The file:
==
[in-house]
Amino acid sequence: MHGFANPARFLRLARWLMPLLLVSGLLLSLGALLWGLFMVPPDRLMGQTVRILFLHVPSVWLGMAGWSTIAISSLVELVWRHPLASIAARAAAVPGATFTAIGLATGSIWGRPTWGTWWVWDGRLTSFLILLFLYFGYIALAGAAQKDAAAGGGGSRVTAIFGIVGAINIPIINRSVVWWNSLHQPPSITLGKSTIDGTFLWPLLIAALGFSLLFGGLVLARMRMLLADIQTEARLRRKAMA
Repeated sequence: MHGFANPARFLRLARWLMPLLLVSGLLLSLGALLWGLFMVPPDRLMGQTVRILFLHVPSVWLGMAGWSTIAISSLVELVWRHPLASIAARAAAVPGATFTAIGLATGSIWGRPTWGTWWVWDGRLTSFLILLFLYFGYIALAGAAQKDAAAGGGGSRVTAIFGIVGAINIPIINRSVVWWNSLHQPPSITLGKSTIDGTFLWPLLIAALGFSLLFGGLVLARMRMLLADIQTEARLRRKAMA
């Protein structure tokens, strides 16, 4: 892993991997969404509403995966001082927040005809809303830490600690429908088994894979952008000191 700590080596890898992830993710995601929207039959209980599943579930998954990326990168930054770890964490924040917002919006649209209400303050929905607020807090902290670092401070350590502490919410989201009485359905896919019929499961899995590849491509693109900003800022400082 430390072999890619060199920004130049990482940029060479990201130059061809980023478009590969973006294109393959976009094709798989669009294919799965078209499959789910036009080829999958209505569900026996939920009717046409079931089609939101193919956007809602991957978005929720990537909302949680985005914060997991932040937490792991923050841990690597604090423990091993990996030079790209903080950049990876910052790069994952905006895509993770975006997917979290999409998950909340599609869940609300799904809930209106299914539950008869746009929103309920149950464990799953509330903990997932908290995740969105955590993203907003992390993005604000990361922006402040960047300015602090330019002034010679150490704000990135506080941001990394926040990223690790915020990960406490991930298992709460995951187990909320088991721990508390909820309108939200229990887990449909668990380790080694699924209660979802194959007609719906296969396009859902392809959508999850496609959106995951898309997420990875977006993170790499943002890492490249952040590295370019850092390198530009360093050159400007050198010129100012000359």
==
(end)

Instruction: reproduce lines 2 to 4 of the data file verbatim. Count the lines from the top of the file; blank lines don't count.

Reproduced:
Amino acid sequence: MHGFANPARFLRLARWLMPLLLVSGLLLSLGALLWGLFMVPPDRLMGQTVRILFLHVPSVWLGMAGWSTIAISSLVELVWRHPLASIAARAAAVPGATFTAIGLATGSIWGRPTWGTWWVWDGRLTSFLILLFLYFGYIALAGAAQKDAAAGGGGSRVTAIFGIVGAINIPIINRSVVWWNSLHQPPSITLGKSTIDGTFLWPLLIAALGFSLLFGGLVLARMRMLLADIQTEARLRRKAMA
Repeated sequence: MHGFANPARFLRLARWLMPLLLVSGLLLSLGALLWGLFMVPPDRLMGQTVRILFLHVPSVWLGMAGWSTIAISSLVELVWRHPLASIAARAAAVPGATFTAIGLATGSIWGRPTWGTWWVWDGRLTSFLILLFLYFGYIALAGAAQKDAAAGGGGSRVTAIFGIVGAINIPIINRSVVWWNSLHQPPSITLGKSTIDGTFLWPLLIAALGFSLLFGGLVLARMRMLLADIQTEARLRRKAMA
């Protein structure tokens, strides 16, 4: 892993991997969404509403995966001082927040005809809303830490600690429908088994894979952008000191 700590080596890898992830993710995601929207039959209980599943579930998954990326990168930054770890964490924040917002919006649209209400303050929905607020807090902290670092401070350590502490919410989201009485359905896919019929499961899995590849491509693109900003800022400082 430390072999890619060199920004130049990482940029060479990201130059061809980023478009590969973006294109393959976009094709798989669009294919799965078209499959789910036009080829999958209505569900026996939920009717046409079931089609939101193919956007809602991957978005929720990537909302949680985005914060997991932040937490792991923050841990690597604090423990091993990996030079790209903080950049990876910052790069994952905006895509993770975006997917979290999409998950909340599609869940609300799904809930209106299914539950008869746009929103309920149950464990799953509330903990997932908290995740969105955590993203907003992390993005604000990361922006402040960047300015602090330019002034010679150490704000990135506080941001990394926040990223690790915020990960406490991930298992709460995951187990909320088991721990508390909820309108939200229990887990449909668990380790080694699924209660979802194959007609719906296969396009859902392809959508999850496609959106995951898309997420990875977006993170790499943002890492490249952040590295370019850092390198530009360093050159400007050198010129100012000359």